He is a leading authority on renewable energies and climate and environmental policy, and has authored and co-authored numerous reports, such as the recent Ocean Energy Forum Roadmap, the SI Ocean Market Deployment Strategy and the Wind energy and Climate policy report . 
He is a visiting lecturer on EU energy policy at the University for Political Science in Lille, France.
Europe needs ocean energy
In 2050, Europe’s energy landscape will look very different from today’s. Moving towards an electrified, carbon-neutral system means a significant increase in the uptake of renewable energy, with 80-100 % of future electricity supply set to come from renewable energy sources.
'Europe is sitting on a rich resource of clean, predictable ocean energy – and it will be needed, as the energy transition accelerates'
Tidal energy is fully predictable – even years into the future. Wave energy devices capture the energy transferred from the wind to the sea, with swells continuing to provide power even after the wind has disappeared.
Europe is sitting on a rich resource of clean, predictable ocean energy – and it will be needed, as the energy transition accelerates. It is estimated that 100 GW  of wave and tidal energy capacity can be deployed in Europe by 2050, which would meet around 10 % of current electricity consumption.
To achieve these ambitious goals, ocean energy research and innovation (R&I) needs to improve the reliability and survivability of ocean energy devices, reduce the perceived risk of these new technologies and lower their costs. The European Technology and Innovation Platform for Ocean Energy (ETIP Ocean) has laid out a list of priority areas for ocean energy R&I in its Strategic Research Agenda.
The three highest technological priorities for ocean energy are the deployment of demonstration devices, the improvement of power take-off performances and the development of effective control systems.
Deploying prototypes and demonstration projects
Single devices and arrays need to be deployed in real sea conditions. Through accumulation of operating hours, performance can be determined and optimised. This will allow for technology certification as well as the creation and validation of high definition models necessary for designing the next generation of ocean energy projects.
To enable commercial investment in future ocean energy projects, data is needed from full-scale demonstrations in real sea conditions. As with the development of other technologies, several projects may be necessary – from full-scale prototype to pre-commercial farms – before commercial investors will feel sufficiently confident.
However, building and testing a full-scale prototype is costly. As such, it is imperative that data from demonstration devices is available and widely shared within the industry to accelerate technology development. Various EU-funded projects such as MaRINET2, Bluegift, FORESEA and Ocean DEMO are already addressing this challenge by supporting access to European, world-leading ocean energy test centres.
Increasing yield with improved Power Take-Off
The power take-off (PTO) for ocean energy devices is the mechanism which extracts energy from the resource. The PTO is not a component in itself, but a system composed of several components. There is a multitude of PTO designs for use in different resources.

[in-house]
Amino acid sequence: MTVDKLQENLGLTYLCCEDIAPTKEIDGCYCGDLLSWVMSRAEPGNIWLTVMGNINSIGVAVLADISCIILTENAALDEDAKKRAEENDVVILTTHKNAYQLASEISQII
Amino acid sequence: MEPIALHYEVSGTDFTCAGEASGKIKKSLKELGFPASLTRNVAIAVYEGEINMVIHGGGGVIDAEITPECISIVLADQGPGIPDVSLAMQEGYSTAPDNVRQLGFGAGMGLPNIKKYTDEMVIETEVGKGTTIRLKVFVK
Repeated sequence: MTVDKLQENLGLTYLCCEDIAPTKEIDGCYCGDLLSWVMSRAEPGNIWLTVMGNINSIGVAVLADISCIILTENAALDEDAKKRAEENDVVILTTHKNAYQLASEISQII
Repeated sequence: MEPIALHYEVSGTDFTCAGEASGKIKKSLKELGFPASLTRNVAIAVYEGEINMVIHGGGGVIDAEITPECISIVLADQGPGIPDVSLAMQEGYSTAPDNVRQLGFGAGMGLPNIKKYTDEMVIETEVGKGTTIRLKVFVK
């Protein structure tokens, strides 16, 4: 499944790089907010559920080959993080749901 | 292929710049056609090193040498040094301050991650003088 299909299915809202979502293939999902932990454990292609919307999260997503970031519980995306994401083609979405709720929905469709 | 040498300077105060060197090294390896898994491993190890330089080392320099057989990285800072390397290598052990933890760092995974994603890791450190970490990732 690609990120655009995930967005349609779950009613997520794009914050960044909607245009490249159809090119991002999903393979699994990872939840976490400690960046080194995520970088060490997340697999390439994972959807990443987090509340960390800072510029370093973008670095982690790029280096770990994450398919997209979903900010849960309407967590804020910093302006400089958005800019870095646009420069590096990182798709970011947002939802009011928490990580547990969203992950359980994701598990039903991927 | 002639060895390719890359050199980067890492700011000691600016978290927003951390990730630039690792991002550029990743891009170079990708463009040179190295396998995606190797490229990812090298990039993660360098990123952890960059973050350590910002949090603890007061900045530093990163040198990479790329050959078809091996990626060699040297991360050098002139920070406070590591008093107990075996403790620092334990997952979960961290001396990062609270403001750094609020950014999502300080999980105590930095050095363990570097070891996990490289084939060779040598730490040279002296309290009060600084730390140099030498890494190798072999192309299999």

The PTO system needs to be reliable, as any failure directly impacts power production. PTO performance, survivability and reliability are crucial to the economics of any ocean energy project.
Many PTOs developed for tidal energy have been demonstrated in real sea conditions and had their design successfully validated. Simplifying those designs by reducing the number of moving parts will increase reliability and bring down costs.
A number of different designs exists, though further convergence is likely. Multiple angles and variables affect the interactions of waves with devices. This makes understanding the resource and optimising PTO design particularly important. Next steps for improving the reliability and performance of wave PTOs include short-term power storage solutions, array layout modelling and peak power management systems.
Increasing reliability and survivability with control systems
Ocean energy devices face extreme weather conditions. They need to be designed to resist occasional heavy loads over short periods of time. The cumulative effects of stresses, tensions, cyclic and extreme loadings, corrosion and biofouling increase material fatigue on the devices’ components.
Control systems allow components to react and adapt when faced with specific conditions. They can be used to mitigate fatigue and damage created by waves or currents, but also to improve performance. For instance, a control system may ‘pitch’ tidal turbine blades – rotate them on their axis – to maximise energy capture, or adjust the mooring lines of a floating device to match sea level.
Real time monitoring and forecasting of the resource is necessary to determine the control strategies that will increase performance and operability of ocean energy projects. This requires accurate resource measurement and forecasting as well as real-time transmission and specific analysis tools.
Horizon 2020 and other EU schemes have done much to enable the industry to focus on those priorities. More RD&I will be needed in the coming years to bring these nascent technologies to industrial development.
 Ocean Energy Roadmap, Ocean Energy Forum, November 2016